KRAWCHECK: So we interviewed something like 2,500 people across the country, across age demographics. We interviewed a bunch of men as well to find out what has been on their mind. And at the same time, we constructed the Ellevest best financial health survey, women's financial health survey, to take a quantitative look at the factors that are impacting women's financial health and how they are doing. And we came to it with the point of view of we know they were hit during the pandemic by leaving the workforce early or being forced to leave the workforce. And that was tough. In this iteration of what's happening in the economy, inflation is really hurting them. And inflation hurts everyone - tends to hurt women more because they have less wealth, tends to hurt women of color even more because they have less wealth. And what are these factors that can be impacting women's financial health?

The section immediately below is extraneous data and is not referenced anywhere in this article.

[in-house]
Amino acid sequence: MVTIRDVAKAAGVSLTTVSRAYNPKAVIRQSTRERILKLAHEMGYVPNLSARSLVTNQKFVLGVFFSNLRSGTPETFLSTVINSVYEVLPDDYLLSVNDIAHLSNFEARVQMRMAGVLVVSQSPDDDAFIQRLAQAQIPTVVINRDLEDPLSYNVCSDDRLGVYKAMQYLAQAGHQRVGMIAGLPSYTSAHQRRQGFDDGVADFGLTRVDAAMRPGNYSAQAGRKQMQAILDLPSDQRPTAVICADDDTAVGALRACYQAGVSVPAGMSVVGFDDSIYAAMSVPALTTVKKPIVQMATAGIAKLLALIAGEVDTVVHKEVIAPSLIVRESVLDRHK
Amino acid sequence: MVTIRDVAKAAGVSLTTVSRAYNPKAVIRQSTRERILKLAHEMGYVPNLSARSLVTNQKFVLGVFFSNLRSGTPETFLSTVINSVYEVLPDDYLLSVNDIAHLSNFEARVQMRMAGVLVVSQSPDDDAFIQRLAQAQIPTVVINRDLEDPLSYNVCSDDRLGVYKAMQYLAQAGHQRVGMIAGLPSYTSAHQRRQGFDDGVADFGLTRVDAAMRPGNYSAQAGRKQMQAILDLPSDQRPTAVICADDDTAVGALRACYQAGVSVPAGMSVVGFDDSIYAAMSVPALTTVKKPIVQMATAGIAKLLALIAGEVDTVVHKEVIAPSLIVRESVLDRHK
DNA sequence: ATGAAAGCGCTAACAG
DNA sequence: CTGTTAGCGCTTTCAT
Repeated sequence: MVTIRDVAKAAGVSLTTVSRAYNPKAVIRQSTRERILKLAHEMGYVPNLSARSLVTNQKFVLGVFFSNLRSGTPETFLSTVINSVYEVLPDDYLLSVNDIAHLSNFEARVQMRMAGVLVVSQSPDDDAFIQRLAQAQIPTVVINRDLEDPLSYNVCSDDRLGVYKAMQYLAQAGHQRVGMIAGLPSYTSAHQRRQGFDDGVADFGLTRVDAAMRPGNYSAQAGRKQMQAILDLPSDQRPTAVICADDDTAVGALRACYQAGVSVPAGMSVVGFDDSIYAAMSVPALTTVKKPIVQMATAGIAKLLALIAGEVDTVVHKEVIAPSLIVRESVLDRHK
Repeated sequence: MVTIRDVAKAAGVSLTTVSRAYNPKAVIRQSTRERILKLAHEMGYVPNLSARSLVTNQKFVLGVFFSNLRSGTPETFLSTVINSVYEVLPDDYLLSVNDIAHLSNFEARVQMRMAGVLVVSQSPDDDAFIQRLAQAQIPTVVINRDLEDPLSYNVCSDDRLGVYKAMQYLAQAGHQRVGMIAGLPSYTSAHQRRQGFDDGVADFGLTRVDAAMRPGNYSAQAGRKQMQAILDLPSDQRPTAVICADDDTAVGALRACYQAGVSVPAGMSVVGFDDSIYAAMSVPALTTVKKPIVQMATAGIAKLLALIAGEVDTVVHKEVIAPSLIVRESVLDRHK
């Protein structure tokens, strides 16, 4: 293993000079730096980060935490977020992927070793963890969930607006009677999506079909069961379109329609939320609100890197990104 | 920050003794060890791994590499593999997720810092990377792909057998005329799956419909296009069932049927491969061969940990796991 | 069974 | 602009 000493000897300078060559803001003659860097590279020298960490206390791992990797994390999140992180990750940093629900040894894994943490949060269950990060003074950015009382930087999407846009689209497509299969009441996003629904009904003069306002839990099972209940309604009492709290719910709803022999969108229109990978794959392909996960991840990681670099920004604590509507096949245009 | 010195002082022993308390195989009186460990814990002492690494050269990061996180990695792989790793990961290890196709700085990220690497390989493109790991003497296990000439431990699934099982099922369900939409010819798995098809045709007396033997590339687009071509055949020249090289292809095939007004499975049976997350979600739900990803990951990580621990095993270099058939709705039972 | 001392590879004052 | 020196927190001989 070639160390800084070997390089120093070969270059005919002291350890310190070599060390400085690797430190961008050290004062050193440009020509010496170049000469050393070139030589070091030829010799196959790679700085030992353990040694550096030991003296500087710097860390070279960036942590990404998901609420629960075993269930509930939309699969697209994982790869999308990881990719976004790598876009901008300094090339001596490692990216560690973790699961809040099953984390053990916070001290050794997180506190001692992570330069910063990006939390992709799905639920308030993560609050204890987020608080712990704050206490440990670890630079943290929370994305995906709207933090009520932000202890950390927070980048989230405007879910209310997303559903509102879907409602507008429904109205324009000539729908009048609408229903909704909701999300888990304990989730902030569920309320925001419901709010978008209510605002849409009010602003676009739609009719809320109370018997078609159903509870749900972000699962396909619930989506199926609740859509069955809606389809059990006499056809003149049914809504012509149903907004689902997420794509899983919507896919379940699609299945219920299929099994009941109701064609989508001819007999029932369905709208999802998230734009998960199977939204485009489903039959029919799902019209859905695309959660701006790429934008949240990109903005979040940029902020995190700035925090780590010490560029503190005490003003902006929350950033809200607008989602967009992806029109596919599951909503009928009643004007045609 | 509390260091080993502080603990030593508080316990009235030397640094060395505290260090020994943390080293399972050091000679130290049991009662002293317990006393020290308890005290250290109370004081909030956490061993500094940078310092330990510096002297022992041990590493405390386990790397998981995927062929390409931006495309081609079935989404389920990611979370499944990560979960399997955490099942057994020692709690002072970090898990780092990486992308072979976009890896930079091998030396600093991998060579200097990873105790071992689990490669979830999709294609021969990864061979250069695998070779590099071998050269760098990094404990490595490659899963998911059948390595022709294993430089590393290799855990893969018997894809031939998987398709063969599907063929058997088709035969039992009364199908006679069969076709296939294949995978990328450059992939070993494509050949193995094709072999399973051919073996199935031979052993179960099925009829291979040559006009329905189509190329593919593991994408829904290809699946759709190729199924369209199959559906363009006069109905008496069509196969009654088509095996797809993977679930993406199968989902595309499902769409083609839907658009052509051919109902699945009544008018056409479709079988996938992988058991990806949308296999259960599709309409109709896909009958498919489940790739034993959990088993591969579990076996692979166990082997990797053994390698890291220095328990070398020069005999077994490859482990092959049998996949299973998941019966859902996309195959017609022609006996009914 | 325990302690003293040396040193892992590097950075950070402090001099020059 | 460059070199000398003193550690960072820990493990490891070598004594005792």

And we found that, given what's been going on with inflation, consumer confidence, the market correction, but also the fall of Roe v. Wade, which is an economic and financial issue for women as well, that their financial health is at the lowest levels it's been tracking since we can go back and look at the data, about five years ago, and worse even than during the pandemic.

MARTIN: First of all, you say in the survey that women - that inflation concerns both men and women. I mean, that seems logical. But you write that women are out-worrying men when it comes to how often they actively worry about money. And this is, like, a big gap. Why do you think that might be?